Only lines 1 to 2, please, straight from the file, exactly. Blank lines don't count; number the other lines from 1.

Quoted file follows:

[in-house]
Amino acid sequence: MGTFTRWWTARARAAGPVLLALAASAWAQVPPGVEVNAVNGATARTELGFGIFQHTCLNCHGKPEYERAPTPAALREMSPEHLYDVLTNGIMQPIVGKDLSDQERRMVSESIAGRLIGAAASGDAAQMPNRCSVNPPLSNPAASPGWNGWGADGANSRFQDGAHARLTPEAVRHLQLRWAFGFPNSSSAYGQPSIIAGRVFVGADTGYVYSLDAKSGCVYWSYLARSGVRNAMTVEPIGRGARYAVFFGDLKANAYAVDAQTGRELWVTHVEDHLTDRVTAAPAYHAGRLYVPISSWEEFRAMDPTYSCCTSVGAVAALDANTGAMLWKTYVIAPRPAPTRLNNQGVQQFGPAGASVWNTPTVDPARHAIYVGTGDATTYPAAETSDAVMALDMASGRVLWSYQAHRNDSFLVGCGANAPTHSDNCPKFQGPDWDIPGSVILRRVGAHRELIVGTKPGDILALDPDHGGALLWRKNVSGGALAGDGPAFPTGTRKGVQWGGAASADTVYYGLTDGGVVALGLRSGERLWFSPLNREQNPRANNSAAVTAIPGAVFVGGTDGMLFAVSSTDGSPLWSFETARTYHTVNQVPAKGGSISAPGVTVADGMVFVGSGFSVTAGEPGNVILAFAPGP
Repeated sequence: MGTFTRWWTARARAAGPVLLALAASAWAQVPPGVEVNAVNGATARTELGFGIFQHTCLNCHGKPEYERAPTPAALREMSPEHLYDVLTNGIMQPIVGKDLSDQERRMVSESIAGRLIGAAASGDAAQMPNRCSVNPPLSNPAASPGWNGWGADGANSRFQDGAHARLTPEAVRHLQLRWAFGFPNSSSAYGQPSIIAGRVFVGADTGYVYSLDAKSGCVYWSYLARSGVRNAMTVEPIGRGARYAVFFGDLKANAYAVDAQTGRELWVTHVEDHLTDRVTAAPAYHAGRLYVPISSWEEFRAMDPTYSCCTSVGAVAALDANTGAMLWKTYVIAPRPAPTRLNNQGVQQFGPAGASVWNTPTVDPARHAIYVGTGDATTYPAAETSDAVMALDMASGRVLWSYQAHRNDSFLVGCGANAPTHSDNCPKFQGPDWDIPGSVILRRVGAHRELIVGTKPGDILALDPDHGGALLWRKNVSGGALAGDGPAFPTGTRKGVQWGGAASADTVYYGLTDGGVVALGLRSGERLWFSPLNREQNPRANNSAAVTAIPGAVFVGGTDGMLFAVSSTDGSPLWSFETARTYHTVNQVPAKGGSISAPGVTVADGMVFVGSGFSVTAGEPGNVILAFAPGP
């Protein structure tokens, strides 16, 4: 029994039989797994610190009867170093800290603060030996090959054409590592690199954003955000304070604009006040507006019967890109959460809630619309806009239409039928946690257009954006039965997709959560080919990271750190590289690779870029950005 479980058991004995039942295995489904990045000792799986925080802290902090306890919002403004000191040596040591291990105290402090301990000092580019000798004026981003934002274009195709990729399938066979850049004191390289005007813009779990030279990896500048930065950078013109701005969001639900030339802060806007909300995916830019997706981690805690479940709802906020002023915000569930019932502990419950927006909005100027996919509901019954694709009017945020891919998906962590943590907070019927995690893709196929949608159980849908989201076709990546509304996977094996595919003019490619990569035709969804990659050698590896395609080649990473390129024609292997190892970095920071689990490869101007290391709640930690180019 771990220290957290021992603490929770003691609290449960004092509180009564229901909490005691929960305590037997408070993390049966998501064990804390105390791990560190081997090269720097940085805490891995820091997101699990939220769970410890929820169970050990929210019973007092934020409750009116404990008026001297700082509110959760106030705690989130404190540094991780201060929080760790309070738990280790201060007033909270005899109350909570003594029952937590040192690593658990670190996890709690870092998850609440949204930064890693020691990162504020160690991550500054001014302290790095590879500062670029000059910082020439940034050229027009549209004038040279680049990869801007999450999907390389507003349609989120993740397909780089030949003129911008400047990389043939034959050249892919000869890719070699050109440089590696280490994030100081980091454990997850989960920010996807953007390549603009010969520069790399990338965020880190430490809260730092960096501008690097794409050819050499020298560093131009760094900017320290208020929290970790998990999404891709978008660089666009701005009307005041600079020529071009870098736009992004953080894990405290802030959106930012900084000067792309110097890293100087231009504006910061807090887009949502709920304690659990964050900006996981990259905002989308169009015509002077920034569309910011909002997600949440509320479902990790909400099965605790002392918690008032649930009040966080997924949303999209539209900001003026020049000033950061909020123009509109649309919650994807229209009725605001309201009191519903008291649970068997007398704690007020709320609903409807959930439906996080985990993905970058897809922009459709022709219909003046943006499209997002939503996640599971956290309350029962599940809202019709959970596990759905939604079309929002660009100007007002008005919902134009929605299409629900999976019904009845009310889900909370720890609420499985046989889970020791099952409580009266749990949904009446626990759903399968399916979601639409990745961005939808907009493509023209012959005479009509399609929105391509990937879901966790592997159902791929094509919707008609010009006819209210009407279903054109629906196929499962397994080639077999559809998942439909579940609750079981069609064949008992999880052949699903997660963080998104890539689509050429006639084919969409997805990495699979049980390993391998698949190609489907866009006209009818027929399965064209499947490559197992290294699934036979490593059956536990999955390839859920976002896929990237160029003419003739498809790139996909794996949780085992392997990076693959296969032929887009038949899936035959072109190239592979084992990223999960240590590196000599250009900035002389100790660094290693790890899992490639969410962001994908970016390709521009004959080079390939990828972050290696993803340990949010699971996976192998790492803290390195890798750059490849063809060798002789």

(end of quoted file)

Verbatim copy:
[in-house]
Amino acid sequence: MGTFTRWWTARARAAGPVLLALAASAWAQVPPGVEVNAVNGATARTELGFGIFQHTCLNCHGKPEYERAPTPAALREMSPEHLYDVLTNGIMQPIVGKDLSDQERRMVSESIAGRLIGAAASGDAAQMPNRCSVNPPLSNPAASPGWNGWGADGANSRFQDGAHARLTPEAVRHLQLRWAFGFPNSSSAYGQPSIIAGRVFVGADTGYVYSLDAKSGCVYWSYLARSGVRNAMTVEPIGRGARYAVFFGDLKANAYAVDAQTGRELWVTHVEDHLTDRVTAAPAYHAGRLYVPISSWEEFRAMDPTYSCCTSVGAVAALDANTGAMLWKTYVIAPRPAPTRLNNQGVQQFGPAGASVWNTPTVDPARHAIYVGTGDATTYPAAETSDAVMALDMASGRVLWSYQAHRNDSFLVGCGANAPTHSDNCPKFQGPDWDIPGSVILRRVGAHRELIVGTKPGDILALDPDHGGALLWRKNVSGGALAGDGPAFPTGTRKGVQWGGAASADTVYYGLTDGGVVALGLRSGERLWFSPLNREQNPRANNSAAVTAIPGAVFVGGTDGMLFAVSSTDGSPLWSFETARTYHTVNQVPAKGGSISAPGVTVADGMVFVGSGFSVTAGEPGNVILAFAPGP